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Lakers hit rock bottom with worst performance of season against Heat

The Lakers faced a Jimmy Butler-less Heat team and fell on their face, proving things can get worse in Los Angeles.

Miami Heat v Los Angeles Lakers Photo by Harry How/Getty Images

LOS ANGELES - Wednesday started off optimistically for the Lakers, with Los Angeles starting 2024 on a five-game homestand starting with Miami, losers of two straight games and playing again without Jimmy Butler.

This looked like an easy game to win.

In the Chick Hearn Press Room, people covering the Heat talked about this being a "scheduled loss" a game on the calendar where defeat is inevitable based on circumstances beyond a team's control.

However, the Lakers proved that expecting them to perform well often leads to frustration, disappointment and confusion. They started this game like they've started most first quarters; badly, getting outscored 25-18 and committing 10 turnovers.

"Yeah, I think we shot ourselves in the foot the first quarter," Austin Reaves said during his postgame presser.

Darvin Ham tried to get the Lakers off on the right foot with a new starting five featuring Reaves, Cam Reddish, LeBron James, Anthony Davis and Taurean Prince, but minus a nice start from Reaves where he had a hand in the team's first nine points, not much good happened for the purple and gold in the first 12 minutes.

To start the second, in desperation, looking for anyone to contribute, Ham went to Jalen Hood-Schifino, the Lakers rookie who hasn't played since Nov. 27 and gave him a shift.

It went how you would expect.

The moment was too much pressure for an inexperienced guard with no playing time and he went 0-4 from the field. One possession in the second perfectly demonstrated the Lakers' problems. James brought the ball up the floor and fed Hood-Schifino, who missed the layup near the basket. Christian Wood fired a runner that only hit the backboard, and then Hood-Schifino got blocked by Kevin Love. The Lakers recovered, but Max Christie missed the three at the top of the key and the ball went out of bounds. Possession Miami.

The crowd began to boo as frustration continued to rise on the floor, the bench and inside the stadium.

The Lakers were playing badly, but Miami wasn't doing much better. They were shooting 41% from the field at halftime and led by just eight. L.A. lingered all game but never took the lead and wasted another Davis masterclass. He ended the night with 29 points and 17 rebounds.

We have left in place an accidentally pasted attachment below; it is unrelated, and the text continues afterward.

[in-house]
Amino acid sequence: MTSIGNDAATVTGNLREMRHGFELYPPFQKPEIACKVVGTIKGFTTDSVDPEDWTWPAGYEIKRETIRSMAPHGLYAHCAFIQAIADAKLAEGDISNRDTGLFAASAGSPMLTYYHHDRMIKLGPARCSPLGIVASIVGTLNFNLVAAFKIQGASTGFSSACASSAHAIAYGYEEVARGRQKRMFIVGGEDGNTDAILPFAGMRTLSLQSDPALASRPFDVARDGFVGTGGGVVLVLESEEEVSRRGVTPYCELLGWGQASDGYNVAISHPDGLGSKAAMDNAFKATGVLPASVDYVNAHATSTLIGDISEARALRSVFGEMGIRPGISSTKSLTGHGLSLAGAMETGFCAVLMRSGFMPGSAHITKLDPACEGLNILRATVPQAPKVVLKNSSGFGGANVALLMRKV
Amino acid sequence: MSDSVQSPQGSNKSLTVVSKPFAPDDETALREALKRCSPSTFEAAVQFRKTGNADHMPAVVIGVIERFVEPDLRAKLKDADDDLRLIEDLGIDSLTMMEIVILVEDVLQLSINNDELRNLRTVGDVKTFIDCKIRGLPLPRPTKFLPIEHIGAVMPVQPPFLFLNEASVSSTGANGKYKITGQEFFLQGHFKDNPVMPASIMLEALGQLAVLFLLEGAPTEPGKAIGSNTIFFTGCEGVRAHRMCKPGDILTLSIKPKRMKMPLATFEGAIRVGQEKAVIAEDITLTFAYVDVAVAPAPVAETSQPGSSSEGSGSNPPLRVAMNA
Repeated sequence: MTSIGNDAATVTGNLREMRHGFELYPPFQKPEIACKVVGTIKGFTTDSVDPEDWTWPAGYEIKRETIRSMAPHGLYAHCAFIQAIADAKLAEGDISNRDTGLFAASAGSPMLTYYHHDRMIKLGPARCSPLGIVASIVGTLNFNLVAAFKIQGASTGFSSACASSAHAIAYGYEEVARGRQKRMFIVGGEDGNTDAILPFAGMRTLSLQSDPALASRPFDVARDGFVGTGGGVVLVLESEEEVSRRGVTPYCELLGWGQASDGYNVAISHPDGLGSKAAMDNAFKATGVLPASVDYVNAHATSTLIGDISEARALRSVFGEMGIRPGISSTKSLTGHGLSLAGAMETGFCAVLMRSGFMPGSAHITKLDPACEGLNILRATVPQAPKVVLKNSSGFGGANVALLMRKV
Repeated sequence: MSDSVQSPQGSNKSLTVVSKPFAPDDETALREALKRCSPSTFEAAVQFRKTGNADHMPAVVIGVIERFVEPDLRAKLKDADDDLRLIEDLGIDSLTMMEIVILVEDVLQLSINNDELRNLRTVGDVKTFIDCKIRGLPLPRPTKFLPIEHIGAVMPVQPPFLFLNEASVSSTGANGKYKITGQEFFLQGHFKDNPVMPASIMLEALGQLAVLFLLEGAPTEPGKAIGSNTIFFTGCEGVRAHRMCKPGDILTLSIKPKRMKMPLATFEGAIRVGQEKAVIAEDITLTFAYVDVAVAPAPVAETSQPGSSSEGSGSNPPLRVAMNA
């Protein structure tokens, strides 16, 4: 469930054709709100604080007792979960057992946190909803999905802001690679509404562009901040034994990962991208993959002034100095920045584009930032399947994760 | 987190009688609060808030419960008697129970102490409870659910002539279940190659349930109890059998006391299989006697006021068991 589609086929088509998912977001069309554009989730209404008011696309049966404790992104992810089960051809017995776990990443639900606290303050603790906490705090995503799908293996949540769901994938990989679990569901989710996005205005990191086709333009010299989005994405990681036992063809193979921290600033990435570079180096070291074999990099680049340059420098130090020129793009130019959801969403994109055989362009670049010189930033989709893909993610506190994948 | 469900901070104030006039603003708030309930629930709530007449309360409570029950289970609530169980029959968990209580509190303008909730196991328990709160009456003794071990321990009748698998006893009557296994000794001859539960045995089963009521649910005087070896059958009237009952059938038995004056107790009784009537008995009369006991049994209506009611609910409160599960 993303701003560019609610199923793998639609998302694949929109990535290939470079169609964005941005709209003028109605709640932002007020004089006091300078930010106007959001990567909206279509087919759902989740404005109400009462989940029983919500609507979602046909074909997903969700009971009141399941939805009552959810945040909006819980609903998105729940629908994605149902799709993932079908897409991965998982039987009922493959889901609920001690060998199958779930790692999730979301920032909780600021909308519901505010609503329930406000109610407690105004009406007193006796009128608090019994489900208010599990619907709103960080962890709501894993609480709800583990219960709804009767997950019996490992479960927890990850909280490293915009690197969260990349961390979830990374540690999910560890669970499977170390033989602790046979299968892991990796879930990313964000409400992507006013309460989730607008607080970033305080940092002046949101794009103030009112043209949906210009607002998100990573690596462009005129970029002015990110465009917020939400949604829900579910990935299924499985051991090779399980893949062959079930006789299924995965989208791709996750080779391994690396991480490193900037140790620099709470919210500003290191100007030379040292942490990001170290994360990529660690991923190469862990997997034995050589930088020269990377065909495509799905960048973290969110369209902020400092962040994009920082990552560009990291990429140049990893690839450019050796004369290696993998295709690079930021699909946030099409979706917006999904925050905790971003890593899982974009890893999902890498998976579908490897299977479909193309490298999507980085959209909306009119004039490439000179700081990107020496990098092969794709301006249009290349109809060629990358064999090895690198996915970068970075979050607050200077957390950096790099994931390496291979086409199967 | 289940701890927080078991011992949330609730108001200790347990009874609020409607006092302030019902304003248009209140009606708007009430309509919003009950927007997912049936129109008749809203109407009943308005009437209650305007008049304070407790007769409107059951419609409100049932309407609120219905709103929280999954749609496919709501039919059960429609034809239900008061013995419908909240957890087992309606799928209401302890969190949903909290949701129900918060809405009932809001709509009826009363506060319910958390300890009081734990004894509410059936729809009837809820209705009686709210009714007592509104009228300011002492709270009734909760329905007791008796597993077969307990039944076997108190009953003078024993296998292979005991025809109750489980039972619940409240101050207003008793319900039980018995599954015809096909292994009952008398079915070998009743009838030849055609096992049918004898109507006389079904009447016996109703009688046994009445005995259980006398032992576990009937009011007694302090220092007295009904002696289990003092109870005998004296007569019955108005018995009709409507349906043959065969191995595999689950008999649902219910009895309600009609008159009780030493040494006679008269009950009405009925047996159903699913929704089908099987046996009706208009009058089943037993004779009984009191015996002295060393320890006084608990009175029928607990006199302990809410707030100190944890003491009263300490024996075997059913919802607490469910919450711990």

As the crowd emptied and the Heat fans began taking over the stadium in the closing seconds, you could feel the tension in the air. James looked, at times, frustrated and disinterested. It wasn't just body language or other social cues. He played poorly on Wednesday, scoring just 12 points despite playing 38 minutes.

After the game, for only the second time this season— the first time being the Lakers' win against the Charlotte Hornets on Dec. 28, James didn't speak to the media.

After a lengthy wait before reaching the podium postgame, Ham spoke about the unusual delay and the temperature in the locker room.

"Guys are disappointed," Ham said. "Nobody wants to come out here on their home floor and get beat and not play well. And that's the other thing, we need guys to play better. We got to attack and be more competitive, but we need guys to step up and play better. The reason we signed them is because we know what they can do, and so you got to come with that confidence each and every night and you got to fight through it. Things not going your way. You can't ball up in the corner somewhere and go cry about it. You got to step up and try to see how can you best assist your team in being successful.

“If it's not the main thing you do, then you go look for something else to do. But all the while, your mind has to be focused on moving forward through the game and trying to get better and get stronger as the game gets longer."

Reaves is one of the few players, if not the only player not named James or Davis, that has been consistently good this season. He didn't mince words either about how things were in the locker room after this loss.

"S-----. We're losing," Reaves said. "Anytime you lose, the vibe should be off. If I went in there and the vibe wasn't off after the rough stretch that we've had, I'd be concerned, that's really it. I don't expect for us to be happy with how we've played. So until we figure that out, the vibe should be off. We got to win games."

At 17-18, the Lakers haven't been winning games. They have both stars healthy and playing consistently at a top level, but still can't win regardless of the competition. They've hit rock bottom. Or have they?

What happens if they lose more games during this homestand? If more injuries come their way? How bad will things get and what can be done to fix it? Is a trade the only way to fix what's wrong? Is coaching an area to look at? Or is it the roster construction at its core that is flawed?

2024 begins with the same questions 2023 ended with and everyone is still searching for answers, but all we have right now are losses.

You can follow Edwin on Twitter at @ECreates88.

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